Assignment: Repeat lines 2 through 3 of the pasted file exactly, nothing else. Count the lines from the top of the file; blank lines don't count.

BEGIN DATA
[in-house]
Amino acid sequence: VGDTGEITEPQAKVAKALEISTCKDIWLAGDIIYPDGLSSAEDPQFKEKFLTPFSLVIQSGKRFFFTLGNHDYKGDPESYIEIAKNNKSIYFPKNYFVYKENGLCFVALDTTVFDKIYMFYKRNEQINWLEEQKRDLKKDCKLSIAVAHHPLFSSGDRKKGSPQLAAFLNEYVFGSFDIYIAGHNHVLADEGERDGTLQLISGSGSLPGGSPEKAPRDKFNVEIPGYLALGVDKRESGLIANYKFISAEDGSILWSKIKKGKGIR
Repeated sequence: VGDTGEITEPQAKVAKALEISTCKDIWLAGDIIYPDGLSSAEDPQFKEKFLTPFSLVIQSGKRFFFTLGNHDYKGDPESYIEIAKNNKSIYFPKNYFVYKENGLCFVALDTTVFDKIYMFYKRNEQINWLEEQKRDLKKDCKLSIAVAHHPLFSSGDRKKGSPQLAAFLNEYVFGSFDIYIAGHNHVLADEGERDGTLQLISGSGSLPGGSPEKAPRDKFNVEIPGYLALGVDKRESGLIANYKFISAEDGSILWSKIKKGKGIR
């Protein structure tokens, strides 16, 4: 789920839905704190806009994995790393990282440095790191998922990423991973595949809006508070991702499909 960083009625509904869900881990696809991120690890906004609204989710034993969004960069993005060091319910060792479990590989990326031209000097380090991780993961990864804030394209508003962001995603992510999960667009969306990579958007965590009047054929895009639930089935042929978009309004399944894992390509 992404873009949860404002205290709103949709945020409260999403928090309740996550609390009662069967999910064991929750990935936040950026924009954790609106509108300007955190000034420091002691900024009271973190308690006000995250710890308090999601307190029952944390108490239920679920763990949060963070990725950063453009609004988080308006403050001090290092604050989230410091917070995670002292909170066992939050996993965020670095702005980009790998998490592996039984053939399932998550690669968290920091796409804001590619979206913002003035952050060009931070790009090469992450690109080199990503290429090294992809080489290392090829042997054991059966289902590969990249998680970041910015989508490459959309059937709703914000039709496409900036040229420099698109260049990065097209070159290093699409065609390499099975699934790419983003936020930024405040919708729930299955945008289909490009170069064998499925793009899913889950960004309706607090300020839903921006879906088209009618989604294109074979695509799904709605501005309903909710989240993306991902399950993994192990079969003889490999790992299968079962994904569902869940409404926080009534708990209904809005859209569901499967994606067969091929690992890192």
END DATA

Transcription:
Amino acid sequence: VGDTGEITEPQAKVAKALEISTCKDIWLAGDIIYPDGLSSAEDPQFKEKFLTPFSLVIQSGKRFFFTLGNHDYKGDPESYIEIAKNNKSIYFPKNYFVYKENGLCFVALDTTVFDKIYMFYKRNEQINWLEEQKRDLKKDCKLSIAVAHHPLFSSGDRKKGSPQLAAFLNEYVFGSFDIYIAGHNHVLADEGERDGTLQLISGSGSLPGGSPEKAPRDKFNVEIPGYLALGVDKRESGLIANYKFISAEDGSILWSKIKKGKGIR
Repeated sequence: VGDTGEITEPQAKVAKALEISTCKDIWLAGDIIYPDGLSSAEDPQFKEKFLTPFSLVIQSGKRFFFTLGNHDYKGDPESYIEIAKNNKSIYFPKNYFVYKENGLCFVALDTTVFDKIYMFYKRNEQINWLEEQKRDLKKDCKLSIAVAHHPLFSSGDRKKGSPQLAAFLNEYVFGSFDIYIAGHNHVLADEGERDGTLQLISGSGSLPGGSPEKAPRDKFNVEIPGYLALGVDKRESGLIANYKFISAEDGSILWSKIKKGKGIR